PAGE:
When you hire a professional to work on something for you there are a lot of things to consider. Most people hire through word of mouth, their family or friends have used the contractor and are pleased with the work. They’ve had time to see that no problems arise and the contractor was courteous and professional. Word of mouth is the primary driver in finding someone to carry out work for you. However there are other checks that can and should be done to see if the contractor is up to scratch, without having to pay out money to evaluate their work first hand.

One of the first things people check with any contractor is if they’re a member of a professional body. There is a problem with this though. Many industries have professional bodies that are answerable to no-one. They’re members’ groups that have their own code of conduct and set of controls and ethics, but in reality they’re made up of just the people who pay their membership fee and get listed on the group’s website. It pays to dig a little more into the professional body and their structure. The primary criteria for evaluating a professional body are to see if they’re answerable to anyone. In the best case you will find that such a group is answerable on a national level to a state regulatory body for the industry. These regulatory bodies ensure that the professional group is achieving certain criteria, that they are answerable for what their members do and don’t do, and that they carry out regular inspections of members. In the case of electrical contractors the national regulatory body is the Commission for Energy Regulation, which The Register of Electrical Contractors is answerable to.

f you’re to look at commercial level operations such as contracting to a building company or a large commercial organisation you’ll see that these groups put restrictions in place on who they will hire. Outside of cost money issues like tendering processes they usually have other standards that contractor must meet. The biggest reason contractors don’t and shouldn’t get hired for work is if they don’t have insurance. For a large company dodgy installations and problems could end up costing them a huge amount of money. Even worse is if the contractor causes an injury to themselves or someone else: say a member of the public. If someone was injured it could end up costing the business hundreds of thousands of euros in medical and compensation costs, let alone legal fees. It’s possible to take the contractor to court but if they’re a small business or a one-man operation they might not have the financial resources to cover any costs. While the business would go bankrupt and be put out of operation, that’s of no benefit to the person injured who could be facing years of medical treatment and rehabilitation. And it’s of no benefit to the business or householder who hired them who could also be found responsible for the accident. If you’re hiring someone to carry out work for you, just as a large company would you should check their insurance.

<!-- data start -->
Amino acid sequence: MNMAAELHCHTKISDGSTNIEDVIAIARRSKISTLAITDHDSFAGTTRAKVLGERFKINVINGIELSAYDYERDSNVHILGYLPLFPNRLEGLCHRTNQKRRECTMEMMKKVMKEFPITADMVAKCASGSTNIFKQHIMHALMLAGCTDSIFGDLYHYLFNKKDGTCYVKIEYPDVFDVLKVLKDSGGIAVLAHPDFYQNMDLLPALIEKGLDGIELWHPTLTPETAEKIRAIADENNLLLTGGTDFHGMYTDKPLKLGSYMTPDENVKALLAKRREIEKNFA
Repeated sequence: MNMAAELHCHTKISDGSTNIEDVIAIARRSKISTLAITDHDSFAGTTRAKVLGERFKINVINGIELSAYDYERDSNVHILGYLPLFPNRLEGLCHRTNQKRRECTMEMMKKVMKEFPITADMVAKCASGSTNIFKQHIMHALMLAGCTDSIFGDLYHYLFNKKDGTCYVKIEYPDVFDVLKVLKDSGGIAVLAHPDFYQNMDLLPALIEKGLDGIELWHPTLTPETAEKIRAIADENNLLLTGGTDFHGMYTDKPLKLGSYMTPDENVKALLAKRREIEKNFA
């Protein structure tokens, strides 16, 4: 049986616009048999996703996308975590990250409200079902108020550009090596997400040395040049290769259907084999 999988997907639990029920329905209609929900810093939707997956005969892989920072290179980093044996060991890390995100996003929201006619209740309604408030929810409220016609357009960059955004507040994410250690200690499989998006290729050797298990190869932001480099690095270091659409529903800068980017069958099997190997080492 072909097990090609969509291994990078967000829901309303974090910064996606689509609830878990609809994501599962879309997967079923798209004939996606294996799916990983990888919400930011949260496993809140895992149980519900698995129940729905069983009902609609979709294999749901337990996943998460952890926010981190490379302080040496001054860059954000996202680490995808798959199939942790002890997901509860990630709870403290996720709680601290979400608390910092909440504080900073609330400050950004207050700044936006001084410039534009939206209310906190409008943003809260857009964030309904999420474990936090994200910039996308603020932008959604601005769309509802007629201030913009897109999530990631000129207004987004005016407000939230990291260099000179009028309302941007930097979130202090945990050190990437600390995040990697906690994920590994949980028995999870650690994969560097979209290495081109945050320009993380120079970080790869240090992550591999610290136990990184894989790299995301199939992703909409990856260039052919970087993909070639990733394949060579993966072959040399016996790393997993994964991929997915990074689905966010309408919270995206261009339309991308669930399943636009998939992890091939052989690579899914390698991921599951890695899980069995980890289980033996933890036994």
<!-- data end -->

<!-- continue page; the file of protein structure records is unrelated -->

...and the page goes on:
Contractors know that with the nature of their work accidents are sometimes unavoidable. The best contractors will do their utmost to ensure the chances of an accident are minimised, but even with the best practices accidents do happen. No honest workman will ever have a problem showing you their insurance certificates before they start their work. They know the risks for themselves and the risks for you when it comes to potentially lethal tasks such as working at heights or with electricity, so they will be happy to give you the information you should be looking for.

When you’re looking for someone to carry out work for you, be it a builder, plumber, electrical contractor, something as simple as someone installing a satellite receiver for your house, in fact for any professional working for you make sure they’re answerable to someone for the quality of their work and make sure they’re insured.